His articles have been published in the New York Times, the Washington Post, the Wall Street Journal, the New Republic, and elsewhere. He has appeared on ABC, CBS, CNN, FOX, C-SPAN, MSNBC, and NPR. He graduated magna cum laude from Harvard College in 1985 and cum laude from Harvard Law School in 1989.
Between college and law school, he spent a year at the University of Nairobi School of Journalism as a Rotary Scholar.
Mr. Patrick Radden Keefe
Patrick Radden Keefe is a Fellow at The Century Foundation. The author of The Snakehead: The All-American Story of How a Chinatown Grandmother Built an International Smuggling Empire (Random House, 2009) and Chatter: Dispatches from the Secret World of Global Eavesdropping (Random House, 2005), he is a frequent commentator on issues of intelligence and international security.
His areas of focus include the impact of globalization and new technologies on cross-border security threats, and the legal and ethical dimensions of intelligence and homeland security policy. He is also pursuing ongoing projects on government secrecy, congressional oversight of intelligence, and strategies of post-conflict justice.
He holds a J.D. from Yale Law School, an M.Phil. in International Relations from Cambridge University, and an M.Sc. in New Media and Information Systems from the London School of Economics. He was a Marshall Scholar and a 2003 fellow at the Cullman Center for Scholars and Writers at the New York Public Library, and he is currently a project leader at the World Policy Institute and a fellow of the New York Institute for the Humanities.
Patrick is a regular contributor to the New York Review of Books and Slate, and has also contributed to the New Yorker, the New York Times Op-Ed page, the Boston Globe Ideas section, Wired, and many other publications.
Jeffrey Laurenti is a Senior Fellow and Director of Foreign Policy Programs at The Century Foundation. He was Executive Director of Policy Studies at the United Nations Association of the United States until 2003 and currently serves on the Association's Board of Directors, and was deputy director of the United Nations Foundation's U.N. and global security initiative in support of Kofi Annan's high‐level panel on threats, challenges, and change.
Mr. Laurenti was a candidate for the U.S. House of Representatives and earlier served as executive director of the New Jersey Senate. He earned his AB at Harvard College and an MPA from Princeton University's Woodrow Wilson School of Public and International Affairs.
Richard C. Leone
Richard C. Leone is President of the Century Foundation, formerly the Twentieth Century Fund, a public policy research foundation. His analytical and opinion pieces have appeared in The New York Times, the Washington Post, the Los Angeles Times, Foreign Affairs, and The Nation. Mr. Leone was formerly chairman of the Port Authority of New York and New Jersey and State Treasurer of New Jersey. He also was President of the New York Mercantile Exchange and a managing director at Dillon Read and Co., an investment banking firm. He is a member of the Council on Foreign Relations and the National Academy of Social Insurance.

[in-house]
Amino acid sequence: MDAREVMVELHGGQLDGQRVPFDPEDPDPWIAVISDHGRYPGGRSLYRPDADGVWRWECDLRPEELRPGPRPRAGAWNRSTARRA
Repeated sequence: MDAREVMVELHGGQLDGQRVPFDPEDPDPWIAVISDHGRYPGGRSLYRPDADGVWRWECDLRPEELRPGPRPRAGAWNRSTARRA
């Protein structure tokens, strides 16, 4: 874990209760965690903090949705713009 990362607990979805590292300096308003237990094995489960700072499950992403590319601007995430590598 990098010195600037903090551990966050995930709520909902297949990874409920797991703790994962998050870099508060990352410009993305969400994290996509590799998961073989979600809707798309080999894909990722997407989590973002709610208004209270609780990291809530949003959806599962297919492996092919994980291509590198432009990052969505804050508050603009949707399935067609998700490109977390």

Daniel Levy is a senior fellow and director of the Prospects for Peace Initiative at The Century Foundation and a Senior Fellow at the New America Foundation. He was the lead Israeli drafter of the Geneva Initiative and prior to joining The Century Foundation was directing policy planning and international efforts at the Geneva Campaign Headquarters in Tel Aviv.
In 2003, he worked as an analyst for the International Crisis Group Middle East Program. During the Barak Government, he worked in the Prime Minister's Office as special adviser and head of the Jerusalem Affairs unit under Minister Haim Ramon. From March 2000 to March 2001, he worked as senior policy adviser to former Israeli Minister of Justice, Yossi Beilin, where he was responsible for coordinating policy on various issues including peace negotiations, civil and human rights, and the Palestinian minority in Israel. He was a member of the official Israeli delegation to the Taba negotiations with the Palestinians in January 2001, and previously served on the negotiating team to the "Oslo B" Agreement from May to September 1995, under Prime Minister Rabin.
He received a Bachelors and Masters with Honors from King's College, Cambridge; he was awarded prizes in Social and Political Science and was Scholar of the College. He has published extensively in a broad range of publications including Ha'aretz, The Jerusalem Post, The Boston Globe, United Press International, The American Prospect, The International Herald Tribune, TPMCafe.com, and The Evening Standard.